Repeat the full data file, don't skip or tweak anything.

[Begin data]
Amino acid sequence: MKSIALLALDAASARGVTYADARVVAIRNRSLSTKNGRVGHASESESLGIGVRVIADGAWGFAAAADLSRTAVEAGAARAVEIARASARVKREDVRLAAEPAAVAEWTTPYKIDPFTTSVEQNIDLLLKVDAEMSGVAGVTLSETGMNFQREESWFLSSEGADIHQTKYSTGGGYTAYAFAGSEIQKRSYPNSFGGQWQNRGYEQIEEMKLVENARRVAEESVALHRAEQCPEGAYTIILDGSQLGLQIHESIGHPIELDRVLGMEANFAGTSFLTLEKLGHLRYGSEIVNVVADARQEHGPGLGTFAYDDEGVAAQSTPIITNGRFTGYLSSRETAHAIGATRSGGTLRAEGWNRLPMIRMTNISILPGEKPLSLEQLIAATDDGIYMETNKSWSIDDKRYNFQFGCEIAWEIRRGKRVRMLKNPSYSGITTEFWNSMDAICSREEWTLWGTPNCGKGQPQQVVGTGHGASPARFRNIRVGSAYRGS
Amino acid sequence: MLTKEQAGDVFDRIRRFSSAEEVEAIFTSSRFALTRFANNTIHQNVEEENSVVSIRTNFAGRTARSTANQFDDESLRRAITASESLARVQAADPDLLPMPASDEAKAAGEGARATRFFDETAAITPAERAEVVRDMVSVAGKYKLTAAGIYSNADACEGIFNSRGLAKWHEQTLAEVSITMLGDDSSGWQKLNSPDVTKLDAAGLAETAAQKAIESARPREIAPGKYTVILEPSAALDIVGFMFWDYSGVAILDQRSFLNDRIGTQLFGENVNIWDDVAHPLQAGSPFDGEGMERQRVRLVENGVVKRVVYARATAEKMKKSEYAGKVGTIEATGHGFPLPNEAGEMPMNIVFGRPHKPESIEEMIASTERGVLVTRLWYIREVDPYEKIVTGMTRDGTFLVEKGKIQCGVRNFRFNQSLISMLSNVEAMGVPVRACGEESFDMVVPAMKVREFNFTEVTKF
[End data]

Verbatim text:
Amino acid sequence: MKSIALLALDAASARGVTYADARVVAIRNRSLSTKNGRVGHASESESLGIGVRVIADGAWGFAAAADLSRTAVEAGAARAVEIARASARVKREDVRLAAEPAAVAEWTTPYKIDPFTTSVEQNIDLLLKVDAEMSGVAGVTLSETGMNFQREESWFLSSEGADIHQTKYSTGGGYTAYAFAGSEIQKRSYPNSFGGQWQNRGYEQIEEMKLVENARRVAEESVALHRAEQCPEGAYTIILDGSQLGLQIHESIGHPIELDRVLGMEANFAGTSFLTLEKLGHLRYGSEIVNVVADARQEHGPGLGTFAYDDEGVAAQSTPIITNGRFTGYLSSRETAHAIGATRSGGTLRAEGWNRLPMIRMTNISILPGEKPLSLEQLIAATDDGIYMETNKSWSIDDKRYNFQFGCEIAWEIRRGKRVRMLKNPSYSGITTEFWNSMDAICSREEWTLWGTPNCGKGQPQQVVGTGHGASPARFRNIRVGSAYRGS
Amino acid sequence: MLTKEQAGDVFDRIRRFSSAEEVEAIFTSSRFALTRFANNTIHQNVEEENSVVSIRTNFAGRTARSTANQFDDESLRRAITASESLARVQAADPDLLPMPASDEAKAAGEGARATRFFDETAAITPAERAEVVRDMVSVAGKYKLTAAGIYSNADACEGIFNSRGLAKWHEQTLAEVSITMLGDDSSGWQKLNSPDVTKLDAAGLAETAAQKAIESARPREIAPGKYTVILEPSAALDIVGFMFWDYSGVAILDQRSFLNDRIGTQLFGENVNIWDDVAHPLQAGSPFDGEGMERQRVRLVENGVVKRVVYARATAEKMKKSEYAGKVGTIEATGHGFPLPNEAGEMPMNIVFGRPHKPESIEEMIASTERGVLVTRLWYIREVDPYEKIVTGMTRDGTFLVEKGKIQCGVRNFRFNQSLISMLSNVEAMGVPVRACGEESFDMVVPAMKVREFNFTEVTKF